Following this experiment, a neodymium permanent magnet was bought close to the cell, as depicted in Fig. 4a, applying a nearly uniform magnetic field of ~250 G on the Rb vapor, which was heated to ~120 °C. This magnetic field induces Zeeman splitting of the atomic transitions such that a different absorption spectrum is experienced by the interacting photons depending on their spin. Then, the PSS spatially resolves the incident photons depending on their spin and couples them to their corresponding waveguide. The spectra measured at the outputs of both waveguides are presented in Fig. 4b, showing that the information imprinted on each photonic spin is efficiently discriminated. The graph also presents the theoretical curves obtained by solving the optical Bloch equations. The difference in the observed spectrum for each circular polarization is expected due to the different coefficient strengths for each transition12,30.

Fig. 4: Circular dichroism in the micrometer atomic chip.

a Sketch of the experimental setup presenting the neodymium magnet on top of the device and linearly polarized laser beam focused on the PSS. b Normalized intensity collected from each waveguide, presenting different spectra for LCP and RCP light spatially resolved by the PSS. The fitted simulated spectra for interaction with a 30-µm-long cell under a uniform magnetic field of 250 G are also presented as the shaded region, showing an excellent fit to the experimental data.

Magnetic-field measurements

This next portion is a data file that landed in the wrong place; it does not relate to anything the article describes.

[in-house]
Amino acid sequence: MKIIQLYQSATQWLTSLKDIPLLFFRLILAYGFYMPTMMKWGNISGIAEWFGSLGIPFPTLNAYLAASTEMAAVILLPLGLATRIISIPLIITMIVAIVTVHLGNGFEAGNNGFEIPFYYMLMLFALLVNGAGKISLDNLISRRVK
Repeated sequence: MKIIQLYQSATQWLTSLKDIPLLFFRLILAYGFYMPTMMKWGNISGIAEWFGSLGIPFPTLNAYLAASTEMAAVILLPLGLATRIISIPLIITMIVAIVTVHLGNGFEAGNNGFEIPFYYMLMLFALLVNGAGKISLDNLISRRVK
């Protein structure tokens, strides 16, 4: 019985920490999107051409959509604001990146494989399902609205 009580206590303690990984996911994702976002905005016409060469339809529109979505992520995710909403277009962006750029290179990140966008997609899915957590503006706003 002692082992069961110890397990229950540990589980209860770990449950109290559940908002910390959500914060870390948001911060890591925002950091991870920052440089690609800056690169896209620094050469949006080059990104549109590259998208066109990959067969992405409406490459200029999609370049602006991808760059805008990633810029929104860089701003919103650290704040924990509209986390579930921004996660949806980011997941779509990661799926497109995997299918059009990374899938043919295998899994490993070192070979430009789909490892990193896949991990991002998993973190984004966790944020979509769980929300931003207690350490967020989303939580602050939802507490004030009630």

Next, we turn to magnetic-field measurements. A schematic sketch of the experimental apparatus is shown in Fig. 5a. The atomic chip was placed in the center of a set of custom-made Helmholtz coils to null the surrounding magnetic field and heated to ~120 °C. This temperature was chosen considering the tradeoff between increasing the density of the Rb atoms and minimizing the spin destruction induced by Rb collisions (Supplementary Information 2 and 3). An additional pair of coils were added to scan the magnetic field along the propagation direction of the light. A nearly resonant linearly polarized laser beam was focused, though the cell, on the PSS. The optical signals at the outputs of both waveguides were collected by two lensed fibers and detected by a balanced photodetector. To compensate for the different coupling efficiencies from each waveguide to the fibers, the relative intensity in each channel was adjusted with a variable attenuator fiber prior to the detector such that without the application of a magnetic field, the voltage on the balanced photodetector was zero. Figure 5b shows the typical dispersive shape of the NMOR response for different laser intensities as a function of the magnetic-field component parallel to the light propagation direction, Bz. The laser frequency was detuned by 200 MHz from the 52S1/2(F = 3) → 52P3/2(F = 4) hyperfine transition of 85Rb. The linear slope of the dispersive lineshape increases with the laser intensity, as expected from NMOR31,32,33. At an intensity of ~17.5 mW/cm2, the detected signal depends linearly on the field in the range of approximately ±10 μT, which practically determines the dynamic range of the magnetometer.